Reviewed by Gail M. Burns, July 2007

If you are now or have ever been a teen-aged girl, you must go and see So Kiss Me Already, Herschel Gertz! which has only two more performances at the Daniels Arts Center on the Simon’s Rock campus as part of the 2007 Berkshire Fringe Festival. If you are not female you will still get a big kick out of this show, but trust me, ladies, this is a show for you.

This is the second one-woman-show/monologue from writer/performer Amy Salloway. Her first Does This Monologue Make Me Look Fat? was presented at the 2006 Berkshire Fringe Festival, among many other places. Salloway refers to having joined “the wonderful world of theatrical tourism” as she has toured these two shows, with a third, Circumference set to debut at the Minnesota Fringe Festival on August 2.

Salloway is a talented lady. A talented writer and actor and an appealing personality. Here she plays a version of herself during the summer she was 15, but she also plays all of the other teens and adults, male and female, who make up teen-aged Amy’s world. Obviously this piece is based on Salloway’s own life experience – she is Jewish, she did spend at least one summer at a Jewish camp, and she was, presumably, once 15-years-old, but the Amy Salloway plays in So Kiss Me Already, Herschel Gertz! is a fictional character.

Salloway is quoted as saying that she was inspired to write this piece not just by her own camp experiences, but also by her adult experiences as a counselor at a Unitarian Universalist Church, where she hears from a lot of people who tell her about their disillusionment with the faiths in which they were raised. An important part of Salloway’s camp experience was her realization that she lacked the devotion to her faith that her peers seemed to possess, and therefore she also lacked the happiness and satisfaction they derived from their faith lives.

So Kiss Me Already, Herschel Gertz! follows the fictional Amy through about ten weeks of her 15th summer. As school ends she and her best friend Lenore have big plans to tan and do Drill Team clinics all summer, and Amy also plans to stalk Ross Buchman, the unobtainable object of her love and lust. It is apparent that Ross and Amy actually have a lot in common and their friendship is deep, but she is “not his type” and she comes to realize over the course of the summer that they will never be more than just friends.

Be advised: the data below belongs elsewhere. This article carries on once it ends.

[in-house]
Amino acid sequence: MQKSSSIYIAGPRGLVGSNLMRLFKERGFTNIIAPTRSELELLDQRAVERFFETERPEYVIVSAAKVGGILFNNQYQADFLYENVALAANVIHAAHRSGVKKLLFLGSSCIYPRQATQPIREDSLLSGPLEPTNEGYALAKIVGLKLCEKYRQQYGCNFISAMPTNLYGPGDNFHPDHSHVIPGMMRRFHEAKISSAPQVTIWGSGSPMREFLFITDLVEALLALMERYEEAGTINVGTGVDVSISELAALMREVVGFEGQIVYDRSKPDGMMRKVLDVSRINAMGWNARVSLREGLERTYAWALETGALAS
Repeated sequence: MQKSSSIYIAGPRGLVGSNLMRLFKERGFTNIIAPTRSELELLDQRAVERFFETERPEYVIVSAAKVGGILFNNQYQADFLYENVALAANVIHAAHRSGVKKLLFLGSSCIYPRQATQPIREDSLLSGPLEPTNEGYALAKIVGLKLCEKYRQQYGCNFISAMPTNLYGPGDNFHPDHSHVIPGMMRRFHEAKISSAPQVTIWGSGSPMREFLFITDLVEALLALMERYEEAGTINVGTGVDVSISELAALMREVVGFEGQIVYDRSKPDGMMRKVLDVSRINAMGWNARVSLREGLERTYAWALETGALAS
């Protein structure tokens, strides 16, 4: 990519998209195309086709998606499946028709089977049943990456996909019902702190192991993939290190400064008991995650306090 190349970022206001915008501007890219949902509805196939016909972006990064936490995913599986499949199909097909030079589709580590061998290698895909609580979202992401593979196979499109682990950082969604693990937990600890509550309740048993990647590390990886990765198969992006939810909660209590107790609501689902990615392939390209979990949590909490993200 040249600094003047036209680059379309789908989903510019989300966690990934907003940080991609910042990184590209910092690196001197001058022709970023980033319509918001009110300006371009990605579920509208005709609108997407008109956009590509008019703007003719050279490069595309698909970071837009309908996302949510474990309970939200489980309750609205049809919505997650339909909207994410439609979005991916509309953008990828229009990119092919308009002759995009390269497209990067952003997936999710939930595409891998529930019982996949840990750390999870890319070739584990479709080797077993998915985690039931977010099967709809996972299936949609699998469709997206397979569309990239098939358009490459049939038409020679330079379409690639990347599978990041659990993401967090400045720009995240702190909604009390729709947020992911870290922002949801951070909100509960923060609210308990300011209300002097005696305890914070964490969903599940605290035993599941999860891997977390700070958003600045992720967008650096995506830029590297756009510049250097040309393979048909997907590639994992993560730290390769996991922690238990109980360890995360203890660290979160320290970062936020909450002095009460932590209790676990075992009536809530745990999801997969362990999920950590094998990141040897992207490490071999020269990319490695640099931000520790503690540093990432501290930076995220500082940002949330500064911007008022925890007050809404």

But the best laid plans of teen-aged girls oft go astray. Amy’s mother is having a hysterectomy so Amy is shipped off to Camp L’Chaim for eight weeks of Nature Walks with Moses, Israeli Folk Dancing, and futile attempts to crochet a yarmulke. A misfit at home, there at least Amy has friends. At Camp L’Chaim she feels inadequate physically, spiritually, and emotionally. Leonore is plotting to come and kipnap her, until something miraculous happens. A gangly, goofy boy named Herschel Gertz comes into her life. Herschel is not the love of her life, but he is a good and kind person who ends up helping Amy come to some important realizations about herself as a young woman and as a human being.

There are lots of laughs in this 75 minute show, but lots of poignant moving moments as well. This is more than just a bunch of jokes about Judaism, coming of age, and first love, it is a well-told story in which our heroine grows and moves forward in life. It is a fully satisfying entertainment.

Annie Cady, Tom Cassidy, and Loren Niemi are credited as the Directorial Team, which means that Salloway had the good sense to assemble a group of trusted individuals to offer outside opinions on her writing and performance. Good for her! Joe Whiteis is credited with sound editing and with speaking the recorded lines as the Voice of Camp L’Chaim, which give Salloway a few brief moments every now and then to grab a sip of water. I hope that Witeis and whoever is stage managing the Berkshire Fringe turn down the volume on the background music and crowd noise scenes a bit because Salloway was almost drowned out a couple of times, and the acoustics are exceptionally good in the black box theatre where the show is being performed.

I am sure this show is even funnier if you are Jewish, but this Shiksa had no trouble figuring out what was going on and why it was funny. A short Hebrew glossary is provided in the program and I do recommend giving it a once over if its been a few years since your Bar or Bat Mitzvah.

So Kiss Me Already, Herschel Gertz! runs through July 20 in the Daniels Arts Center on the Simon’s Rock campus as part of the 2007 Berkshire Fringe Festival. I will be seeing the show on July 18 and posting my review on this page the following day. Call 413-320-4175 for tickets and information.

copyright Gail M. Burns, 2007

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